I know I haven't blogged much these past several weeks, and believe me, it's not because I had nothing to say. Part of it, as some of you are aware, is I'm still enduring a difficult recovery from recent surgery, and I just haven't had much energy. But a larger part of it is that I just don't know where to begin, given all of the tragedy and senseless violence that has dominated the headlines: a terrorist who claims to belong to ISIS, and who has expressed a hatred for gay people, attacks a gay nightclub, killing forty-nine. A crazed fan shoots a popular singer dead while she is signing autographs after a concert. A family on vacation at a Disney resort watches in horror as an alligator attacks and kills their two-year old son. And those are just the events that occurred in Florida.
Whenever there is a tragedy, it's often accompanied by demands that "something" be done, or that "someone" be held accountable. In many cases, the "something" is pretty obvious: if you run a hotel in an area near where there are alligators, shouldn't you have signs up to warn the patrons? But in other cases, the situation is more complex: many entertainers love their fans, and while it's impossible to spend time with every one of them, a meet-and-greet or an autograph-signing provides some closer interaction between the public and the performer. But it also provides an opportunity for obsessed fans to get much too close to the object of their obsession. It's a dilemma: should all meet-and-greets and autograph-signings be banned, to keep the performer safe? Or, if you still have these events, perhaps metal detectors should be in place, and everyone who wants to meet the performer must first go through screening. These days, increased security is becoming as important as enjoying the show.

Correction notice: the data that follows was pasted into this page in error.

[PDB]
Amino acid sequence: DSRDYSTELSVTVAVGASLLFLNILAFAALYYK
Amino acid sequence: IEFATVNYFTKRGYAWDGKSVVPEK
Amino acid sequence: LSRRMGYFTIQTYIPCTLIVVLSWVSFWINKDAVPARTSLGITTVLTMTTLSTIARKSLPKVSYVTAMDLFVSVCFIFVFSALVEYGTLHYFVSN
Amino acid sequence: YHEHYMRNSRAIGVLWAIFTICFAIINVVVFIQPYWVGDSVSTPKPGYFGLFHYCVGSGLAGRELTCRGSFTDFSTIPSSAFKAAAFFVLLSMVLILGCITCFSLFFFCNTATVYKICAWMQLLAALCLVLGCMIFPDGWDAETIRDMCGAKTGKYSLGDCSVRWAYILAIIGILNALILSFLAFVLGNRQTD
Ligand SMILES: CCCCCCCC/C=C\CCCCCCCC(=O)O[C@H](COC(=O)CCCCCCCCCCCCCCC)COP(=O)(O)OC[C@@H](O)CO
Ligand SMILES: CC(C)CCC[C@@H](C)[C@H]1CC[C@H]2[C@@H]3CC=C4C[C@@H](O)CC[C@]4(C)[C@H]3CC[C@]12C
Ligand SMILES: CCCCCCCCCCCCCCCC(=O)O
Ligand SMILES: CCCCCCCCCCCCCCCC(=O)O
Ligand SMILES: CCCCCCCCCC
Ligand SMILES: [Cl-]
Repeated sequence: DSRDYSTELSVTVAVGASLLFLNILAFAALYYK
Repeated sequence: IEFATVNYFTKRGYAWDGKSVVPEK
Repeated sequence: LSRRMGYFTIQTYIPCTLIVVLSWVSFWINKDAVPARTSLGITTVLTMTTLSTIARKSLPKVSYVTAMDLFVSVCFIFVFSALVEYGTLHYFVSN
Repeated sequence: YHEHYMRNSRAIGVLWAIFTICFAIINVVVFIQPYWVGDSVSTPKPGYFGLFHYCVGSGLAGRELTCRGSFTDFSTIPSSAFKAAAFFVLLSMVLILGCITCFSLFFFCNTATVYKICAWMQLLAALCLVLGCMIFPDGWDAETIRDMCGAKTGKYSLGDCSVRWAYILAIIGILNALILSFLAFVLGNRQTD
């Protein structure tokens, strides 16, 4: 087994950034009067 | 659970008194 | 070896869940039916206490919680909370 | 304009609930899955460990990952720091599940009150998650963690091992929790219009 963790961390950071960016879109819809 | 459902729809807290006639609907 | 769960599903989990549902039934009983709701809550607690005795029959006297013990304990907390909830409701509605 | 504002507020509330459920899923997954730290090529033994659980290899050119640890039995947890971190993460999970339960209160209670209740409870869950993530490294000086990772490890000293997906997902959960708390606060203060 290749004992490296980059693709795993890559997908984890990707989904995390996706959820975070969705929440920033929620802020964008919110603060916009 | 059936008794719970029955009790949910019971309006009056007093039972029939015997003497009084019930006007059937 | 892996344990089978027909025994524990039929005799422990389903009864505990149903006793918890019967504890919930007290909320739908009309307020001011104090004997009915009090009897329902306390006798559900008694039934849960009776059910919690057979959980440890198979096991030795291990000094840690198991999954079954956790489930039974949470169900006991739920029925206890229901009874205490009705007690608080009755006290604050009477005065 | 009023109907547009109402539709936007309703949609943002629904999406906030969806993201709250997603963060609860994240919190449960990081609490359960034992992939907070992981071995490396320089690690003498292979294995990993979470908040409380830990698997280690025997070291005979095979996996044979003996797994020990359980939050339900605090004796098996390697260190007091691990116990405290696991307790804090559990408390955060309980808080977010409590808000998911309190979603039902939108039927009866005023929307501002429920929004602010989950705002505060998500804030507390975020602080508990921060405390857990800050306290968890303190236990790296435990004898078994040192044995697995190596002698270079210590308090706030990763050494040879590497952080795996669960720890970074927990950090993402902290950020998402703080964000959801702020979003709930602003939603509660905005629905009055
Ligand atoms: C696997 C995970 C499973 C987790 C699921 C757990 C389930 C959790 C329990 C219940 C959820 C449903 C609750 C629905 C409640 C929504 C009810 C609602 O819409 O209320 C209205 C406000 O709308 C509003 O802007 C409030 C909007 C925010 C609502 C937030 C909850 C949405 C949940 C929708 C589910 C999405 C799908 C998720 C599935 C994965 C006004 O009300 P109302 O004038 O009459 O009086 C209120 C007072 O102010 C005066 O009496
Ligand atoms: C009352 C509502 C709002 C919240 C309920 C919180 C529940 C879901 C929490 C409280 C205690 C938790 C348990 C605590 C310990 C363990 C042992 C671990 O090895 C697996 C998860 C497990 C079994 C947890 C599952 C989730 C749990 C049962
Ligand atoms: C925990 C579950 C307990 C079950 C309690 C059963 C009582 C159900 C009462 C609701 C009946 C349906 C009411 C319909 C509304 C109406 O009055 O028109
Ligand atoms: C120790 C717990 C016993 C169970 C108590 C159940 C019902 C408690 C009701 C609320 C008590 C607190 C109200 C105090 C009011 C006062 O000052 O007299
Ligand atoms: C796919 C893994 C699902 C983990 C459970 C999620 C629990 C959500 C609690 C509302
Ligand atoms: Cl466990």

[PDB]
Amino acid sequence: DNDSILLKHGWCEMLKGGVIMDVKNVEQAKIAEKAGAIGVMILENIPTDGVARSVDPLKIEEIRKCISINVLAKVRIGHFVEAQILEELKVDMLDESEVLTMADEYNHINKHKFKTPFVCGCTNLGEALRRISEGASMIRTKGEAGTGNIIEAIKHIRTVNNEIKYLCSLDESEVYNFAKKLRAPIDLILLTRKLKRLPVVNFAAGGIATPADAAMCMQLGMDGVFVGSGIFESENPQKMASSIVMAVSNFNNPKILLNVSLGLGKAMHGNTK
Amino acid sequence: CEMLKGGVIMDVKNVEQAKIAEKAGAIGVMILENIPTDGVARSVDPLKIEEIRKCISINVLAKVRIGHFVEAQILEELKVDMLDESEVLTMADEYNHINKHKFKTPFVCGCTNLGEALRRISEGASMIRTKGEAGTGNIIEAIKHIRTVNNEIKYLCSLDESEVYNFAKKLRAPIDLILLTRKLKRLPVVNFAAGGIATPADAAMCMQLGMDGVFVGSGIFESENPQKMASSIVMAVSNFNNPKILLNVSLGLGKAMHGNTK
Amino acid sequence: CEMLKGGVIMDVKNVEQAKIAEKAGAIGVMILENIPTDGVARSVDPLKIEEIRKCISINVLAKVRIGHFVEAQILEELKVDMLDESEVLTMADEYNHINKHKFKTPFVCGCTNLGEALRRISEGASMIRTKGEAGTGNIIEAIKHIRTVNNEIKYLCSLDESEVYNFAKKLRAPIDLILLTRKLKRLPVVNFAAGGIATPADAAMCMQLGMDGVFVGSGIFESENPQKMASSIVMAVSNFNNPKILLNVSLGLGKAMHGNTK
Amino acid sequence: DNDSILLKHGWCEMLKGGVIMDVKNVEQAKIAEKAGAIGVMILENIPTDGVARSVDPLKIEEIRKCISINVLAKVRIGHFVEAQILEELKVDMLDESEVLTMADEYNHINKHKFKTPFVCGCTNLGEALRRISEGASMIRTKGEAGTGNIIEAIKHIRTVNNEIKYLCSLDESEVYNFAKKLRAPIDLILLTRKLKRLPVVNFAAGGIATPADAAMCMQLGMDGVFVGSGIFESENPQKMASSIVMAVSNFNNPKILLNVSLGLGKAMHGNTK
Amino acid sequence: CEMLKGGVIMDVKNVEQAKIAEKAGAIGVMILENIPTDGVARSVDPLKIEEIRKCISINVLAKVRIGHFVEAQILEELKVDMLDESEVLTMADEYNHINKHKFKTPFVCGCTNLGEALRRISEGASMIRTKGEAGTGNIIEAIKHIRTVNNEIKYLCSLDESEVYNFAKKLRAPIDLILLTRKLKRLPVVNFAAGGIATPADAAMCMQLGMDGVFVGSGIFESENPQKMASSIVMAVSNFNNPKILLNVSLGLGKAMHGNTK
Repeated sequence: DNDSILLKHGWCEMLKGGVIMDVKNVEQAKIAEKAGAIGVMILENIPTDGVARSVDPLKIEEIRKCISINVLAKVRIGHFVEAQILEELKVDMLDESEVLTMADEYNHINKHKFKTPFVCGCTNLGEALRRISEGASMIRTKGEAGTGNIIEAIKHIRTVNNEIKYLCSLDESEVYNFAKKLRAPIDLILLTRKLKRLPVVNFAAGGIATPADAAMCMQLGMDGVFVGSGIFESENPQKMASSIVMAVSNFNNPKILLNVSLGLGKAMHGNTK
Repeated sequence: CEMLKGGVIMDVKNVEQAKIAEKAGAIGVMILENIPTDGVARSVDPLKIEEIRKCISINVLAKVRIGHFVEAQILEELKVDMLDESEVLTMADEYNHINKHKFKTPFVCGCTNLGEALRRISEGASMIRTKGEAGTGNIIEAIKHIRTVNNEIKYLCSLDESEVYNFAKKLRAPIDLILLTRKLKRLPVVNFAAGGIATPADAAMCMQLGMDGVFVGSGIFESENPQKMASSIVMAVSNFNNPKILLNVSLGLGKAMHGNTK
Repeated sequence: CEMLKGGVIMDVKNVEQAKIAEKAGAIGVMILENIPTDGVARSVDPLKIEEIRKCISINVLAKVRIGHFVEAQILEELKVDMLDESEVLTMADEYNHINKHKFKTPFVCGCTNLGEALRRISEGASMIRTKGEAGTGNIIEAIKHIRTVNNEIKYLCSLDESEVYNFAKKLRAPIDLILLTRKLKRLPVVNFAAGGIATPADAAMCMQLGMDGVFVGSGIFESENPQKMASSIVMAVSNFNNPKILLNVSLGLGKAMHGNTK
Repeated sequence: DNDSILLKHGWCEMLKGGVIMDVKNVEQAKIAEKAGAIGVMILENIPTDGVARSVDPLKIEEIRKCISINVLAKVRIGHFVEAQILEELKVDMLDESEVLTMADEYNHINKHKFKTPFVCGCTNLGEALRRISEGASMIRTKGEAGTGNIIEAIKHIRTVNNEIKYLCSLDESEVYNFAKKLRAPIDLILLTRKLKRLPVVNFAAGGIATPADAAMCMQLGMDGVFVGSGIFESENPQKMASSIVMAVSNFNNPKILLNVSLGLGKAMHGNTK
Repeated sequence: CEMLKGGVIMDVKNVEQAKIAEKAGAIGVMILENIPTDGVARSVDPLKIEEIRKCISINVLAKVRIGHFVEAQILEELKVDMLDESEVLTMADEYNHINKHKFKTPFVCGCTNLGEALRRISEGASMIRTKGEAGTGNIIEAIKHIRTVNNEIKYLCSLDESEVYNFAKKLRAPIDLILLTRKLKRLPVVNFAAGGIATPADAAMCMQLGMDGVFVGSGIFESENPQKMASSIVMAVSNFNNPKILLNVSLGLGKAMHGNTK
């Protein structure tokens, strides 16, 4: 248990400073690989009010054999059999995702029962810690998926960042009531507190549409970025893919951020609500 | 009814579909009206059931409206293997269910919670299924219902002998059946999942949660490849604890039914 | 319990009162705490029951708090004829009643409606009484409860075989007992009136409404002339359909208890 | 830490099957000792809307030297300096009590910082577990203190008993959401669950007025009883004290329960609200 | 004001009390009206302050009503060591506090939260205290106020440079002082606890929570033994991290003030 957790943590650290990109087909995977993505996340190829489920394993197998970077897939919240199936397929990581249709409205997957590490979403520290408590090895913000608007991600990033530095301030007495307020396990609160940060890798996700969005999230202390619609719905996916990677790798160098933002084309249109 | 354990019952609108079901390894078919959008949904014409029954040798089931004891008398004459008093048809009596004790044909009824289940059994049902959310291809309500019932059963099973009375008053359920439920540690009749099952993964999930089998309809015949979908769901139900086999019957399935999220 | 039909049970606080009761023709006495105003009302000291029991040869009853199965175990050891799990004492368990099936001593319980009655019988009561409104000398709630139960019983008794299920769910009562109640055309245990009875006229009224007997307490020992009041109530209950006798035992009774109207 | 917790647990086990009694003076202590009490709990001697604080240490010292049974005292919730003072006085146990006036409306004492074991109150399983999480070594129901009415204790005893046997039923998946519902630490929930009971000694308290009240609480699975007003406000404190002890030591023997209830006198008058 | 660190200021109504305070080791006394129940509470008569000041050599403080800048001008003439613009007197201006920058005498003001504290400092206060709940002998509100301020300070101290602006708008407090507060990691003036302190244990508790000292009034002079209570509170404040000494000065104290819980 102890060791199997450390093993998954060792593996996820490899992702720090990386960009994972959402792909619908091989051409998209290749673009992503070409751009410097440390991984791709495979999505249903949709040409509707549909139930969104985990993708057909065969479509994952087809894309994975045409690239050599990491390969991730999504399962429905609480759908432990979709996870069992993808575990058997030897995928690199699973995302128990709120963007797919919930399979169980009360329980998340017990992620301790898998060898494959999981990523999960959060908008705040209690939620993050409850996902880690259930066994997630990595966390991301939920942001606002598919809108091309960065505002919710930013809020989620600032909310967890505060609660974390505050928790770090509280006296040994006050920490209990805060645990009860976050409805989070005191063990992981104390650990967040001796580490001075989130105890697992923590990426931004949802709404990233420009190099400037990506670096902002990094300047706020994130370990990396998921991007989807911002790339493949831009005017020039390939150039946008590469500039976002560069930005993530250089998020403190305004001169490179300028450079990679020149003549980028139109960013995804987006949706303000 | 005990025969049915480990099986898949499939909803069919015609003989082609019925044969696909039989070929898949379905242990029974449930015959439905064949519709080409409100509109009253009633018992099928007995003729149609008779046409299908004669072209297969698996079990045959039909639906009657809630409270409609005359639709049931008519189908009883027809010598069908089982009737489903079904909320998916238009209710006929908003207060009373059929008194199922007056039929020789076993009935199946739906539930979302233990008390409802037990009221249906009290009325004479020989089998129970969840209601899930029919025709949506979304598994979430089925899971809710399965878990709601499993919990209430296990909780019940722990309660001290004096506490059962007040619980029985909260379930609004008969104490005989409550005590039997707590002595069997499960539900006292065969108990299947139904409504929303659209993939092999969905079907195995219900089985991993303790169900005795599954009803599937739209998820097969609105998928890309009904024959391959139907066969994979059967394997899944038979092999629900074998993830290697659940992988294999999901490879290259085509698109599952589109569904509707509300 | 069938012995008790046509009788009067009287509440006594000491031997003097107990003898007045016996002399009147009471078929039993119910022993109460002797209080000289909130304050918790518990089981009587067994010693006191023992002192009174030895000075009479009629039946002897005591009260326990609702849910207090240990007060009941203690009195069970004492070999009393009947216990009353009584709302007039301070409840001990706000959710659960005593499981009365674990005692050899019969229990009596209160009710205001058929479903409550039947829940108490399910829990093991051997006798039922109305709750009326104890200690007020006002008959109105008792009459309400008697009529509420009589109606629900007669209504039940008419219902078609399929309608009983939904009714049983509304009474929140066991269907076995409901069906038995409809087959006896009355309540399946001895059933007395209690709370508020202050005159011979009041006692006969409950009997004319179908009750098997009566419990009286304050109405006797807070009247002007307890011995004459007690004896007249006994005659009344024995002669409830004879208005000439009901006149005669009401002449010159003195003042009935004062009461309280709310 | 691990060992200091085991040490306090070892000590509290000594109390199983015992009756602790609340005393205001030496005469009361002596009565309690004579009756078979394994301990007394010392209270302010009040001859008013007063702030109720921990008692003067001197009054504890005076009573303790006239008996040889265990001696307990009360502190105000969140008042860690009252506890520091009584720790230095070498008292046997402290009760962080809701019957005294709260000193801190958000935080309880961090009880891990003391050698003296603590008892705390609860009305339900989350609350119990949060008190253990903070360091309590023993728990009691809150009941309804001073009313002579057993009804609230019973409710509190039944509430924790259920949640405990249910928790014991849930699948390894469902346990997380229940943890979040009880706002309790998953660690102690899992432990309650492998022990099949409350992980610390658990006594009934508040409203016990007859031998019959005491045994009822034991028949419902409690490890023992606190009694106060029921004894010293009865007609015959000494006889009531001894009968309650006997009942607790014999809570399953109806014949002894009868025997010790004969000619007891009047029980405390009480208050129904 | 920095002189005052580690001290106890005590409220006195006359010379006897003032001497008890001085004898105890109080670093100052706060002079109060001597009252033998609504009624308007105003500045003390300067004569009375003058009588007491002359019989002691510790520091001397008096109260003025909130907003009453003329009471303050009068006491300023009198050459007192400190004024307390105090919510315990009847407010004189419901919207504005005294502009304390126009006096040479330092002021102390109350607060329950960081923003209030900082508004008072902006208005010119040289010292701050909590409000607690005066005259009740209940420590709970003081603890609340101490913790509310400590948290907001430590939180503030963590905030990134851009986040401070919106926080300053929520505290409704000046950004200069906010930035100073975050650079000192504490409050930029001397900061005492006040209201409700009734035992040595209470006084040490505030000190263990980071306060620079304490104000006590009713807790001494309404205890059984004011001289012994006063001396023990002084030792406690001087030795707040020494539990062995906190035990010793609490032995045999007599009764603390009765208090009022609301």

And then, there's the massacre at the Orlando nightclub, which almost immediately became fodder for politicians from both sides of the political aisle. For Republicans, the fact that the killer had sworn his allegiance to ISIS meant the rhetoric could quickly shift away from bigotry against gays (something few Republicans had protested over the years) and shift almost entirely towards the dangers of "radical Islamic terrorism"-- a magical phrase that GOP politicians insisted must be said frequently in order to combat it. (Given the number of times it has turned up in talking points on the campaign trail over the past several years, one would expect the problem to have been solved by now. But alas, it has not.) And for Democrats, the fact that the killer committed his crimes using an assault-style weapon meant the conversation could return to issues like closing the so-called "Gun Show Loophole," preventing people on the terrorism watch-list from buying guns, and restoring the ban on assault weapons.
For Donald Trump, it was of course another opportunity to claim he was right about how dangerous Muslims are, and to once again insist the answer was to ban them-- of course, the killer was American-born, and while he may indeed have gravitated towards ISIS at some point, he also worked legally as a security guard and owned a number of weapons; thus, none of Mr. Trump's solutions would have had any effect. Meanwhile, Mr. Trump was busy hinting that President Obama was somehow to blame for the carnage, and that Mr. Obama might have secret sympathies with the terrorists. Even some Republicans, not known for defending this president, found that assertion both tasteless and inappropriate, but they did not withdraw their support for their presumptive nominee.